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Prof. Dr. Bernhard Weßels, WZB, Research Unit Democracy & Democratization Humboldt-Universität zu Berlin The true European voter Prof. Dr. Bernhard Weßels.

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Presentation on theme: "Prof. Dr. Bernhard Weßels, WZB, Research Unit Democracy & Democratization Humboldt-Universität zu Berlin The true European voter Prof. Dr. Bernhard Weßels."— Presentation transcript:

1 Prof. Dr. Bernhard Weßels, WZB, Research Unit Democracy & Democratization Humboldt-Universität zu Berlin The true European voter Prof. Dr. Bernhard Weßels Seminar of European Ideas Network jointly with the Konrad Adenauer Foundation (KAS), ‘The European Electorate’ Brussels, European Parliament, February 10, 2014

2 Prof. Dr. Bernhard Weßels, WZB, Research Unit Democracy & Democratization A true European voter? 1.One electorate or many: 28 second-order national elections? 2.One calculus of voting, or two? National elections and European Parliament elections 3.One Person, two elections, one party, or not? 4.Summary/Conclusions 2

3 Prof. Dr. Bernhard Weßels, WZB, Research Unit Democracy & Democratization Turnout in European Parliament Elections 3 1. One electorate or many: 28 second-order national elections?

4 Prof. Dr. Bernhard Weßels, WZB, Research Unit Democracy & Democratization Turnout differences between countries, Turnout EP Elections 2009 All non-compulsory voting MaximumMalta78,8 MinimumSlovakia19,6 Mean EU2741,4 Mean Eastern Europe32,2 Mean EU15 46,0 1. One electorate or many: 28 second-order national elections?  High turnout differences ≠ one European electorate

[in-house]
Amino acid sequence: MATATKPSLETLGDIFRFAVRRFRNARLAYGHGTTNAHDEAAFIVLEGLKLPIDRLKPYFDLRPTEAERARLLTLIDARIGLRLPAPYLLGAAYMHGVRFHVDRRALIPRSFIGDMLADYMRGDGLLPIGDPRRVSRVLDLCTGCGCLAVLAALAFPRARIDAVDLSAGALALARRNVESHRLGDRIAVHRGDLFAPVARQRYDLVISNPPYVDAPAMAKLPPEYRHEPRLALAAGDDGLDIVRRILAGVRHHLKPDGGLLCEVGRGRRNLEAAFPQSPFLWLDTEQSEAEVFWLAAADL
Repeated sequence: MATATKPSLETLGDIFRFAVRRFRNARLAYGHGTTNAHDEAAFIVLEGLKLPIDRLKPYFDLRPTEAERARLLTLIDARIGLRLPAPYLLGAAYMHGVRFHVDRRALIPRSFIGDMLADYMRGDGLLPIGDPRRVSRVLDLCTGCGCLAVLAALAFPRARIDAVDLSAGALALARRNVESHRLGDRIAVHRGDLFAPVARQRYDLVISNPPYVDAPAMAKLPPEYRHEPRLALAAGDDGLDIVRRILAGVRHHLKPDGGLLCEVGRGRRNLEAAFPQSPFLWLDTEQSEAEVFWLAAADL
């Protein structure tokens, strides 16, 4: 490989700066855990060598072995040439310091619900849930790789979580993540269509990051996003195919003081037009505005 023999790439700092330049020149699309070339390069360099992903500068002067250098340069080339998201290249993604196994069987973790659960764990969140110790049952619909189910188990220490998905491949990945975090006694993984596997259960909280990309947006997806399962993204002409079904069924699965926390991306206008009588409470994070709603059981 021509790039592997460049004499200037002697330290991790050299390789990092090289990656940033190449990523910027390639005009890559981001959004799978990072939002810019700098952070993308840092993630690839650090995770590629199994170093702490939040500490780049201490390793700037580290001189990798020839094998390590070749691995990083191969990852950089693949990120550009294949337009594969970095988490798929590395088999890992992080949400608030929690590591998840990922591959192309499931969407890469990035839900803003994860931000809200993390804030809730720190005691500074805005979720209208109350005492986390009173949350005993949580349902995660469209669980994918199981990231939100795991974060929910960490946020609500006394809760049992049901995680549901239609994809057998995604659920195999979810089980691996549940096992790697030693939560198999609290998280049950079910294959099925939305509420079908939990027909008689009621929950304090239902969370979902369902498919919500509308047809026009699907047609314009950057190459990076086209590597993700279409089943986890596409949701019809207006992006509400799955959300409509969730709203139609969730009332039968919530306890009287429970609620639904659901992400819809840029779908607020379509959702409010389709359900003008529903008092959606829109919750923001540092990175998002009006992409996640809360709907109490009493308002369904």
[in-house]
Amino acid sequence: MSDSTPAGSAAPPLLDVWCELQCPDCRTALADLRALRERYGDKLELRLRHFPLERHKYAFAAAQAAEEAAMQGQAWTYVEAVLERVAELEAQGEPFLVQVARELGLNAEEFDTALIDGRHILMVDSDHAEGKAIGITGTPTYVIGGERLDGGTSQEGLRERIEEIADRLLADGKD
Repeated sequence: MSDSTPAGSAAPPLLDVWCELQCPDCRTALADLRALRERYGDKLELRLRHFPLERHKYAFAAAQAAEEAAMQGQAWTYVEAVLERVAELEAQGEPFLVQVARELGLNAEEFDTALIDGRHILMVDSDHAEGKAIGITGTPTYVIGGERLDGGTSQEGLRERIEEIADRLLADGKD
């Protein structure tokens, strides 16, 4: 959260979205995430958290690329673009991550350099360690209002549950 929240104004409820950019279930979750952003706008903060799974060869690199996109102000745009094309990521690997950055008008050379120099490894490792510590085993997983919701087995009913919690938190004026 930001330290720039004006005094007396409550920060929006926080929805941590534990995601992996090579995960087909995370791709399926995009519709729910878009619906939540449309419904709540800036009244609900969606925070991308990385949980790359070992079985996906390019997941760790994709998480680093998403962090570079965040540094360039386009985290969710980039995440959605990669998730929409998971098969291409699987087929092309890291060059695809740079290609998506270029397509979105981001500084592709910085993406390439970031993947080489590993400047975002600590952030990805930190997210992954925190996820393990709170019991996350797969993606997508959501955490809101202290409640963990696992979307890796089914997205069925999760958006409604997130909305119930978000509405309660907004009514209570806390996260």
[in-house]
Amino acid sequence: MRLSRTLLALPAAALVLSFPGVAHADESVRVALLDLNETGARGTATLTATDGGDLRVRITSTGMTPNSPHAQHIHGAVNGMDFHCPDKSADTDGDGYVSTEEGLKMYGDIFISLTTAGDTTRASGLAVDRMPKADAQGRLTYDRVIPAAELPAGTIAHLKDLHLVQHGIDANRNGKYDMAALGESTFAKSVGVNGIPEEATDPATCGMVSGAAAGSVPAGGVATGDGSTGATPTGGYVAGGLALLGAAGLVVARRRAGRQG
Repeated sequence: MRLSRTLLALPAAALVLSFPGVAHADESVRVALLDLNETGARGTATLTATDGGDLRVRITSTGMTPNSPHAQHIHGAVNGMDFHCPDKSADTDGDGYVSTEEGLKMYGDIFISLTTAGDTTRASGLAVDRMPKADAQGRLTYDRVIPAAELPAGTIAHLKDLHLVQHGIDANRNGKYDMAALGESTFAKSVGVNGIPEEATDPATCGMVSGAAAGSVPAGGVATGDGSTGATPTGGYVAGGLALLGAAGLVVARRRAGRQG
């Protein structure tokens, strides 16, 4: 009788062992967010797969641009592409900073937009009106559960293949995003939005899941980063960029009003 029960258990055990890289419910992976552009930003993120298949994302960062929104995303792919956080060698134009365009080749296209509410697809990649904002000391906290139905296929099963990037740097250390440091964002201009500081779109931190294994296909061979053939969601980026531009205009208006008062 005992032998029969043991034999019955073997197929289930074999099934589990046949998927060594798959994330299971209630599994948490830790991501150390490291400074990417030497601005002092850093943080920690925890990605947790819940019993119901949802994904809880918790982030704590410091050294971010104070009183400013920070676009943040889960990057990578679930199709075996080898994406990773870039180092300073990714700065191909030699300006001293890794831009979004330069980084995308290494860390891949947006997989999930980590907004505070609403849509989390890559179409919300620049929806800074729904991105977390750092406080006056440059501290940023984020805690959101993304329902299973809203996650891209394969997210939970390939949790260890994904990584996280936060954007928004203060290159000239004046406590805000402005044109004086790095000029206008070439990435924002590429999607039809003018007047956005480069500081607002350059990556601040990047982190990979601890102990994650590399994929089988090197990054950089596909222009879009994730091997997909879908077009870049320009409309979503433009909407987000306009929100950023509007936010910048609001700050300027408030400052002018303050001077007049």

5 Prof. Dr. Bernhard Weßels, WZB, Research Unit Democracy & Democratization Hypotheses on the differences in voters‘ calculus —“Voting with the heart”: The magnitude of sincere votingshould be higher in EP elections; this is possible because voters do not „have to pay attention to questions of government formation or other consequences of election outcomes.” Van der Eijk and Franklin (Elections and Voters, 2009: 135) —“Voting with the boot”: Less important elections can be used as barometer elections to signal dissatisfaction with the national government’s performance. —The more second-order an election is, the more important for party choice is mobilization by parties and candidates. 2. One calculus of voting, or two?

6 Prof. Dr. Bernhard Weßels, WZB, Research Unit Democracy & Democratization More voting with the heart? Strength of determinants of vote choice Results from panel data, German Longitudinal Election Study (GLES) NationalEP Voting with the heart Party identification0,480,66 Left-Right proximity0,640,52 Voting with the boots Government performance0,410,26 Mobilization 0,590,88 Effect strength = standardized conditional logistic regression coefficients 2. One calculus of voting, or two?  Little difference in determinants ≠ a different European voter

7 Prof. Dr. Bernhard Weßels, WZB, Research Unit Democracy & Democratization Vote switching Vote national ≠ EP election 24.3 % Vote switching from one national election to the next35.0 % Results from panel data, German Longitudinal Election Study (GLES) Turnout 2009 EP Elections43,3 Turnout 2009 Bundestag Elections70,8  Two different electorates by composition Mean loss or win of governments’ parties compared to national election Mean loss, win -8,7 Max loss-25,8 Max win 7,1 3. One Person, two elections, one party, or not? Partial electorate and consequence

8 Prof. Dr. Bernhard Weßels, WZB, Research Unit Democracy & Democratization Summary/Conclusions —Differential mobilization leads to voting by a partial electorate. —EP elections mobilize less not because less efforts of candidates, but because of the number problem of representation in EP elections: less candidates/ representatives for more voters. —The partial electorate is more prone to protest in terms of voice. —Protest seems to be less strategic than sincere. —Whether exit (non-voting) is protest is unknown. —The partial European electorate may resemble a European voter more than the whole electorate by taking European aspects more into account. —Thus, parties which make a difference to the consensus of the established parties can profit and have profited from the partiality of the European electorate Summary/Conclusion


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